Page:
Troubled God, in every generation you call your people to contend against the brutality of sin and betrayal. Keep us steadfast even in our fear and uncertainty, that we may follow where Jesus has led the way. Amen.
My savior, do you invite me to share in the glory of the resurrection? Please stay with me as I struggle to see how accepting the crosses of my life will free me from the power of the one who wants only to destroy my love and trust in you. Help me to be humble and accepting like your son, Jesus. I want to turn to you with the same trust he had in your love. Save me, Lord. Only you can save me. Amen.
Hymns and Song Titles:
All to Jesus I Surrender
Lord, I Give You My Life
Must Jesus Bear the Cross Alone?
From the Inside Out
I think one of the scariest lines in the Bible comes in Luke 22:3, “Then Satan entered Judas, called Iscariot, one of the Twelve.” This raises several questions, or at least it better, if we actually stop to think about it. Here are a few of mine:
Ok, so now that I have those out of my head, what are we to do with this? There are two responses that I find completely too simplistic to do much good. First, there are those who promote the idea that Judas was always a horrible person and while being one of the Twelve, he wasn’t really as good or as “discipled” as the others. Second, there are those who see Judas as a pawn used by God to fulfill the master plan. Thus, God in this view, becomes the puppet-master, using both Judas and Satan to do His will through means that we usually wouldn’t associate with God. There are problems here, in both explanations.
The story unfolds this way in Luke’s telling of it. Satan enters Judas. Judas goes to the chief priests and teachers of the law. He discusses with them how he might betray Jesus and hand him over to them. They agree. Both parties are keeping there eyes open for the right time to act. Thus, for Luke, it is the work of Satan that is orchestrating the betrayal of Jesus played out in the joint actions of Judas and the leaders.
As we might suspect, Luke is not writing to really answer our questions. For Luke, Judas will come to be known for doing one thing, and that one thing is betraying Jesus into the hands of those who wanted to kill him. Yet, Judas did not come to this action on his own, Satan entered him. This is the first time the reader of Luke’s gospel will read about Satan since the temptation of Jesus. Therefore, while Luke does not provide the motivations or the circumstances that surrounding Satan’s entry into Judas, we most certainly know the result. Jesus will be handed over to the religious authorities and be crucified.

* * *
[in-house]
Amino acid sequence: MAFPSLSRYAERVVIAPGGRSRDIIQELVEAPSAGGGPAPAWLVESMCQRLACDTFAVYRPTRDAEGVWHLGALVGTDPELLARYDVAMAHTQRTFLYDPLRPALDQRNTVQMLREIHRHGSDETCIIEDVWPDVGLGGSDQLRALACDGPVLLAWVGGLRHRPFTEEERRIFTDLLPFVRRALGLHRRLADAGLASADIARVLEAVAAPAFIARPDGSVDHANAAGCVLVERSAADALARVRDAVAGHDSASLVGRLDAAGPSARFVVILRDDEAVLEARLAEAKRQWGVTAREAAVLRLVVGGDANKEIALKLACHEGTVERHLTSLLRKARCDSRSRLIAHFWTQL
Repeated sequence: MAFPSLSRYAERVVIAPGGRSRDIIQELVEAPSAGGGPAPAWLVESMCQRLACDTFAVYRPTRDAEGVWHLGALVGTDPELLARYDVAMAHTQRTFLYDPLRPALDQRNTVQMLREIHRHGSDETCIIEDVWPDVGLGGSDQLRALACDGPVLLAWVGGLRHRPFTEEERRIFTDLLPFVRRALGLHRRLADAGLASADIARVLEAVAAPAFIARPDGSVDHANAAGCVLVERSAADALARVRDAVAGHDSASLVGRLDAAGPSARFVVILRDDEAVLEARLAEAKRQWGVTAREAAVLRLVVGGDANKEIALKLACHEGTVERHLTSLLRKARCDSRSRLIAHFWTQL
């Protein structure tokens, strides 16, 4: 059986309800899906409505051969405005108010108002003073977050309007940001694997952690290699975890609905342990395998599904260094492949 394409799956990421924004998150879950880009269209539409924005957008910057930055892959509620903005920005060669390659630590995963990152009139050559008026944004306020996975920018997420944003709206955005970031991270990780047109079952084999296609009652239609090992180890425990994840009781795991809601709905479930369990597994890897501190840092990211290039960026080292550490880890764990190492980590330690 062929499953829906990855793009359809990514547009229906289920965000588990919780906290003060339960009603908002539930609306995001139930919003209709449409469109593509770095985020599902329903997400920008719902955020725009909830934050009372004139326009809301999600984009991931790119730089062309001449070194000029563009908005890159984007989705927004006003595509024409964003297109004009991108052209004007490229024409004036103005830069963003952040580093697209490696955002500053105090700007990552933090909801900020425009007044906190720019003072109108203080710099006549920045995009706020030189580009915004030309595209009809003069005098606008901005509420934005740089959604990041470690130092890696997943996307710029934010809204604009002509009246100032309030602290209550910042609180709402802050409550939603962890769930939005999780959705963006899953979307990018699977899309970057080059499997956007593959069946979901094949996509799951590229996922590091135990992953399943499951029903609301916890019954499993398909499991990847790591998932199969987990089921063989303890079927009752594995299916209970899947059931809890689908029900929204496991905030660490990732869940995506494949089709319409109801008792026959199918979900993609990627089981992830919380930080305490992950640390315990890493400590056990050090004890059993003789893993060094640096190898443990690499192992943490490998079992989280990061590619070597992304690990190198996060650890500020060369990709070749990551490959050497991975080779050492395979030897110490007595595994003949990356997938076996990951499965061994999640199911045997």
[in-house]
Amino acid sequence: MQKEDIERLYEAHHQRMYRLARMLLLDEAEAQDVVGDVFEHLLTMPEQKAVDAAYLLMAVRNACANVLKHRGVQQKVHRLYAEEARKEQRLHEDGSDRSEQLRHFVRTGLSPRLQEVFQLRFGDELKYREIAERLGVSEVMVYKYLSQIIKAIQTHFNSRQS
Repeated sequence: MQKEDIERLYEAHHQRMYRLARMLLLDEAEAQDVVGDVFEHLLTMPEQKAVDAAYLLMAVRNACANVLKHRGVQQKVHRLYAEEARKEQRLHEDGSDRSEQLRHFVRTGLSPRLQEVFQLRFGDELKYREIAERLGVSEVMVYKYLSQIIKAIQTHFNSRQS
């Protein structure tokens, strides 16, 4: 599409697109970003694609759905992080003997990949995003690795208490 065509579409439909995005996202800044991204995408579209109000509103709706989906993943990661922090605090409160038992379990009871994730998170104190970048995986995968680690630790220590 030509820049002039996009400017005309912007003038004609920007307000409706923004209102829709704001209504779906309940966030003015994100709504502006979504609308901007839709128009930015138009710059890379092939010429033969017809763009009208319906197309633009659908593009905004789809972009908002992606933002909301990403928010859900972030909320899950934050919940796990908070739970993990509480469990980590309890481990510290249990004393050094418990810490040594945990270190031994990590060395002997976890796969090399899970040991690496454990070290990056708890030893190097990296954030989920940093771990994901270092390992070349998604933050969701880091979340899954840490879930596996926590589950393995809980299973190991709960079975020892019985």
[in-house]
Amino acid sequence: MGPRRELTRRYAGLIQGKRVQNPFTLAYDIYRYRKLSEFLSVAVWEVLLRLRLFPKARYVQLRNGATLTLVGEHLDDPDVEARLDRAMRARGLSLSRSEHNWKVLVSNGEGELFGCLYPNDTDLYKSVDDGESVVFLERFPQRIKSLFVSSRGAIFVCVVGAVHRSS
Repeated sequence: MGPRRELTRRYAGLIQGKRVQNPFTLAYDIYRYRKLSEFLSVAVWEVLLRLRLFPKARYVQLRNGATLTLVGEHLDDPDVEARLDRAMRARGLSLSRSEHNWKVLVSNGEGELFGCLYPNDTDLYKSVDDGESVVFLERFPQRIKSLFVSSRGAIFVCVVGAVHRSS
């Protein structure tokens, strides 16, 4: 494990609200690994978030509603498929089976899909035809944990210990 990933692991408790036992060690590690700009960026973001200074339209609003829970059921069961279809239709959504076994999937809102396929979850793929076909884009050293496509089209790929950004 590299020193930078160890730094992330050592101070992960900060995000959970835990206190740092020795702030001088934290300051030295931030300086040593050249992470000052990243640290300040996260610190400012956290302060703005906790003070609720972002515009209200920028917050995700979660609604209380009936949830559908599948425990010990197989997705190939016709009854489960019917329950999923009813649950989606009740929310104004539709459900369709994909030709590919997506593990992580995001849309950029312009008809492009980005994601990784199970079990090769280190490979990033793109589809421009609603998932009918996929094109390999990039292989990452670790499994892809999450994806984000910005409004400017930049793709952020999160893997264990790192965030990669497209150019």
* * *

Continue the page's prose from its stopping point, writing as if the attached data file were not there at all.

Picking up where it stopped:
The one thing I guess we can think about is the fact that while Judas has become synonymous with betrayal and sin, Judas’s story is not one that is uncommon or even set apart. Luke’s explanation for the actions of Judas and of the leaders of the temple was not personal, but one that pitted Satan against God once again. This time, Satan was orchestrating what he thought was his victory, but it was actually his defeat. Unfortunately, poor Judas was not in a place to deny Satan access…and I feel that many of us are in that very place. We are, like Judas, susceptible. Often, when we hear teaching about Judas, we tend to place Judas in a hole that we would never dig, and worse than that Judas ends his own life as he thinks and regrets his actions against Jesus. However, what if Judas’s issue was that his actions did not match his intentions.
Judas wanted to be disciple of Jesus, but he acted as a betrayer. Judas wanted to regret and repent of his first actions, but it led him to take even more consequential actions. Why do I say more consequential? Well, because the cross was Judas’s victory over sin too…but Judas would not accept victory, he went to his grave grieving his failure. (AH HA Moment!) And that can be the same pit we can fall into: Where are we susceptible? How to our intentions play out in out actions? Judas is not a disease, Judas provides us with a sobering lesson about discipleship and how to handle failure. Because if you have followed Jesus, you will fail! And Jesus died because we fail…but accepting the victory of Jesus makes all the difference in the world, and in our lives. We can look back and see times where “Satan entered” but we who have come to know Christ also understand that the “spirit of God has entered” and we must live empowered, not damned, lives.
I want to share thoughts, insights, and scriptures that lead us in the direction of Christ.